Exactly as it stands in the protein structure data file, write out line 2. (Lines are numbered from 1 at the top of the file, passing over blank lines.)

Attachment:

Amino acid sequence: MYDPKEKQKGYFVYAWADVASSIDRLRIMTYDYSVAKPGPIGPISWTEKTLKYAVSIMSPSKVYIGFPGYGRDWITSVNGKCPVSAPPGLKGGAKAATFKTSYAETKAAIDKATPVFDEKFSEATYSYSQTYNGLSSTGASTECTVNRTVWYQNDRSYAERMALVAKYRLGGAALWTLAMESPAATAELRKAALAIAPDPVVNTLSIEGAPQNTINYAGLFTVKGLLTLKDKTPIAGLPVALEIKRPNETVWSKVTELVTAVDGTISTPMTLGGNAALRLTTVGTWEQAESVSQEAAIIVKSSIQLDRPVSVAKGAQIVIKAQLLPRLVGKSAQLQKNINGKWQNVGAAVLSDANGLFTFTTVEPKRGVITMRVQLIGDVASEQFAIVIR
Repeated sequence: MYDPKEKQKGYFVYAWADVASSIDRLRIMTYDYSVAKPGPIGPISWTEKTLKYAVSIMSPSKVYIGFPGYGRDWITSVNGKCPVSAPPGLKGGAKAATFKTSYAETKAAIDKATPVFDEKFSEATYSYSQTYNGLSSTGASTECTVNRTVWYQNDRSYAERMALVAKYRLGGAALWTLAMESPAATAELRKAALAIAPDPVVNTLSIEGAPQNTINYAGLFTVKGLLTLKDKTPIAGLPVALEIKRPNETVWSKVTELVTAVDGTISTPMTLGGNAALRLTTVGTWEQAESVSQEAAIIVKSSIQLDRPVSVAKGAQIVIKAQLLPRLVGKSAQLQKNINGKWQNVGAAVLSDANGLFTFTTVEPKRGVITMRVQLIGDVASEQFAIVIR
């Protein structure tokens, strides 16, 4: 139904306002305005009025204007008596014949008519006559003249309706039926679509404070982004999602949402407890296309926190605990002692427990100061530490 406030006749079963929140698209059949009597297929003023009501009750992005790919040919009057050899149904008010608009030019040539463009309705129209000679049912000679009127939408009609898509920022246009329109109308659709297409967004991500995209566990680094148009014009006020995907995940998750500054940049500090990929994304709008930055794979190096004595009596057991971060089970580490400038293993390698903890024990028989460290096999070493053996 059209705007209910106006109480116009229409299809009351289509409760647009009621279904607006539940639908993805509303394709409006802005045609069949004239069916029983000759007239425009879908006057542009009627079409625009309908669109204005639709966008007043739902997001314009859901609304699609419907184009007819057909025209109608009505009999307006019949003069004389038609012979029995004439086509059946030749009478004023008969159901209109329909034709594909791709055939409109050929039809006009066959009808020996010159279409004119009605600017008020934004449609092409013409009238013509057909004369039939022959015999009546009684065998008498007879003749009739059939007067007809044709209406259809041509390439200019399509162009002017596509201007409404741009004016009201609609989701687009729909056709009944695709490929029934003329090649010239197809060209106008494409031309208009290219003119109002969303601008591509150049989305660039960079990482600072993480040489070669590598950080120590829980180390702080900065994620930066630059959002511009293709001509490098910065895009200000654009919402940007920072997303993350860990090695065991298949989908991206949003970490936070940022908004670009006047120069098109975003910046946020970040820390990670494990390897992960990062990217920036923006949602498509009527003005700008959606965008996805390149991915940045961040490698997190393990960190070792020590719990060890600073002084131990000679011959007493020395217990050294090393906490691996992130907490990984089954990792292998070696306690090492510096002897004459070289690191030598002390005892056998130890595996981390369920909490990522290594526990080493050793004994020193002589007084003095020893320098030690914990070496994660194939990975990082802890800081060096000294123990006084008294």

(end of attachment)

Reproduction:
Repeated sequence: MYDPKEKQKGYFVYAWADVASSIDRLRIMTYDYSVAKPGPIGPISWTEKTLKYAVSIMSPSKVYIGFPGYGRDWITSVNGKCPVSAPPGLKGGAKAATFKTSYAETKAAIDKATPVFDEKFSEATYSYSQTYNGLSSTGASTECTVNRTVWYQNDRSYAERMALVAKYRLGGAALWTLAMESPAATAELRKAALAIAPDPVVNTLSIEGAPQNTINYAGLFTVKGLLTLKDKTPIAGLPVALEIKRPNETVWSKVTELVTAVDGTISTPMTLGGNAALRLTTVGTWEQAESVSQEAAIIVKSSIQLDRPVSVAKGAQIVIKAQLLPRLVGKSAQLQKNINGKWQNVGAAVLSDANGLFTFTTVEPKRGVITMRVQLIGDVASEQFAIVIR